SEVENSEAS Marine Conservation & Travel Issue 21, February 2017 - Page 95


Black beans have a dark appearance due to pigment-producing flavonoids which are powerful antioxidants. Antioxidants protect the body’s cells from environmental contaminants (i.e. air pollution, water pollutants, fertilizers) and from stress related cellular oxidation thus reducing heart disease and cancer risk. Plant based foods average 1000 units of antioxidants per 100 grams while beef has virtually no antioxidants.


Beans are rich in fiber containing, on average, 30 grams of fiber per 1 cup of beans. Fiber helps to lower the total amount of blood cholesterol thus contributing to a reduced risk of heart disease. Fiber also helps to increase transit time of food in the body, meaning food moves slowly through the body’s digestive system allowing the body to absorb more nutrients from the food; this slow transit time also keeps you feeling fuller, longer. The average adult needs about 30-40 grams of fiber per day. How much fiber is in 3oz of beef? Glad you asked- zero. What about in a 6oz steak? Still zero.


Per 100 grams, cooked black beans provide 15 grams of protein while beef provides 14-27 grams of protein depending on the cut of beef. Yes it is true, beans are not considered a complete protein since beans, alone, do not contain all nine essential amino acids; however, when eaten, the amino acids in beans can combine with foods eaten within 24 hours to form complete proteins. Score!


If you are watching your fat intake and/or cholesterol intake, then listen to this. Per 100 grams, beans have no cholesterol and less than 2 grams of fat while beef has anywhere from 76-78 mg of cholesterol and 7-30 grams of fat per 100 grams. For this reason, beans are considered “heart healthy” by the American Heart Association.


One pound of dry black beans will cost you around $1.20 (US price) and once cooked will yield 2 lbs 5 oz of beans or 6.5 cups of beans. This will provide you with 1 cup of beans a day for almost the entire week! According to the Bureau of Labor Statistics, the current average price of ground beef is about $4.00/lb while steaks are currently priced at an average of $7.00/lb. So, as you can see, beans are more economical.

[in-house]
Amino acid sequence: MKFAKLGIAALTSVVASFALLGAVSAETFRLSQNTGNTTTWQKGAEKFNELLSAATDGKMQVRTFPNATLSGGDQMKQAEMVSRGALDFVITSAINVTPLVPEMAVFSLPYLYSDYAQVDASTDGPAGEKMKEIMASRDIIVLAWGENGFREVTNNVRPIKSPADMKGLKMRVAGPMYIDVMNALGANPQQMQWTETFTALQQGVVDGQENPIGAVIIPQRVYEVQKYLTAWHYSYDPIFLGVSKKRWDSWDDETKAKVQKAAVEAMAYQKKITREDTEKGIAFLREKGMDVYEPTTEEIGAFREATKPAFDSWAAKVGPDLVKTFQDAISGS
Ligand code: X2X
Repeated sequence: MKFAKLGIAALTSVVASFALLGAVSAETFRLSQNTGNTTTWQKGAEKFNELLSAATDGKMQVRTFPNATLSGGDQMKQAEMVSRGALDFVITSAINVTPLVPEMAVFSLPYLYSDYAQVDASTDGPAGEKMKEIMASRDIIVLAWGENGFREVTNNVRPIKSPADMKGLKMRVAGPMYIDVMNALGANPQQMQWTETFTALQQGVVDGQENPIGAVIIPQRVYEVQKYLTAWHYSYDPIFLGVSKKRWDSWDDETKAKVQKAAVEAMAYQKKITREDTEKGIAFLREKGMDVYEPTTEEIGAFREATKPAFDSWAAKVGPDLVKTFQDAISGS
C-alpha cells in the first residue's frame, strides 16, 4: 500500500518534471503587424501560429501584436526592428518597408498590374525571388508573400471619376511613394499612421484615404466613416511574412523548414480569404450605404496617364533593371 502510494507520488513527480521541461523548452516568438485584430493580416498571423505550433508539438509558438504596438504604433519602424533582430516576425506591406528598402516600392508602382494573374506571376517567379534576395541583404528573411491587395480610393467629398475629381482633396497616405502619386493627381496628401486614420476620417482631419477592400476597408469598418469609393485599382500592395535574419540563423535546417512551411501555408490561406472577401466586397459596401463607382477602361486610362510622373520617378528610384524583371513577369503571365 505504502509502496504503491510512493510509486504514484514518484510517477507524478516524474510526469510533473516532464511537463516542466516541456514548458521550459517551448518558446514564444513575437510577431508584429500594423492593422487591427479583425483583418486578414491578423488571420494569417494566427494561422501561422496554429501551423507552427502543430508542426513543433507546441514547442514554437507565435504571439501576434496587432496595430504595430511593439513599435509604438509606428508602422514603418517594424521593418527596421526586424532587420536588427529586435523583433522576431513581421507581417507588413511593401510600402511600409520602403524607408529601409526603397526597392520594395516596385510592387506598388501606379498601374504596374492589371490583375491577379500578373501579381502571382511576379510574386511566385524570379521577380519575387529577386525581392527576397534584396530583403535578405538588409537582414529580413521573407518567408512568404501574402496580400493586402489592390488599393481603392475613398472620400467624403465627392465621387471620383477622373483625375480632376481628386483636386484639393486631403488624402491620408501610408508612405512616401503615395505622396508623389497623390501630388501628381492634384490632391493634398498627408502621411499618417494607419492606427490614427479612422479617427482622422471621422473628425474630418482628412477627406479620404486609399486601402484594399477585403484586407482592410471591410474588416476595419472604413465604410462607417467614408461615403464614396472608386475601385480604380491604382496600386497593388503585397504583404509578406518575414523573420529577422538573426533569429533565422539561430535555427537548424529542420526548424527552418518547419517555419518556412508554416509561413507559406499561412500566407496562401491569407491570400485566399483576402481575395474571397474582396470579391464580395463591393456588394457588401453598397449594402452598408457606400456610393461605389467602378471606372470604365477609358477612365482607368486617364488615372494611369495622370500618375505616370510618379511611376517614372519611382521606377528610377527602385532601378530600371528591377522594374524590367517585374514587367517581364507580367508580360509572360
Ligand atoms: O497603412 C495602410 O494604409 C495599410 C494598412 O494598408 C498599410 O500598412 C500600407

Animals take a lot of energy to raise, especially cows. Cows are the largest producer of methane gases in the world producing an estimated 150 billion gallons of methane per day. The demand for beef has caused our precious Amazon Forest to be slashed and burned in order to clear land for cattle ranching which now accounts for 60-80% of deforestation. The Amazon Rainforest is considered the lungs of Earth since it plays a major role in cleaning our air of carbon dioxide and pollutants; it also plays a major role in the exchange of water from the land to the air and vice-versa, just like our own lungs. The biodiversity of this forest is remarkable and deforestation leaves many animals dead, harmed, or near extinction. For these reasons and many more (which I encourage you to explore), we have to think of the impact of our beef consumption and what we can do to help our bodies and planet. Beef is not bad for in moderation, since it does contain some minerals that plants do not contain. I believe in sustainability and moderation, so I am not asking for you to eliminate beef from your diet, but I am asking you to consider more plant based sources for your nutrition and to think about the impact of all of our food choices.


The best way to ensure maximum nutrient benefit is to cook your own beans. Cooking your own beans is cheap and easy and here’s how to do it.

Purchase your bean of choice, my favorite are black beans because they are easy to digest and high in protein.

Soak your beans for 1-3 days in 1 part bean to 2 parts water. Change the water 2x a day. This process “activates” the bean, changing it from a dormant seed to a living nutrient. In addition, this process rids the beans of most of phytates and tannins which lower nutrient availability. Soaking reduces cooking time (which saves energy) and also rids the beans of substances that cause flatulance (aka pass gas, fart, moon gas). So make sure to soak!

Cook in 2 parts water to 1 part bean. Start at a high temperature until the water begins to boil.

When the water begins to boil, reduce to simmer, place lid on pot and leave cracked so that steam can escape.

Cook for 45 minutes to 1.5 hours. The longer you cook the beans, the more digestible they become.

Optional: !hen beans are finished cooking you can place the lid on the pot, flushed, and let sit for 1-6 hours until eaten. Refrigerate when finished.


Add to salsa

Mix into salad

Make bean spread for sandwiches and chips

Blend into your protein shake

Add to soups

Add to burritos

Eat a bowl of beans by itself: add fresh herbs, onion, tomato, etc.,

Use for veggie burgers

Black Bean Brownies!

Mix with your favorite grains

Beans are a staple food source in many countries and this is no surprise as they are cheap, environmentally friendly, and provide numerous health benefits. Beef is also a staple food in many countries, but why eat beef when you can eat beans? Well, I’ll explain.

February 2017 - Health & Sustainable Living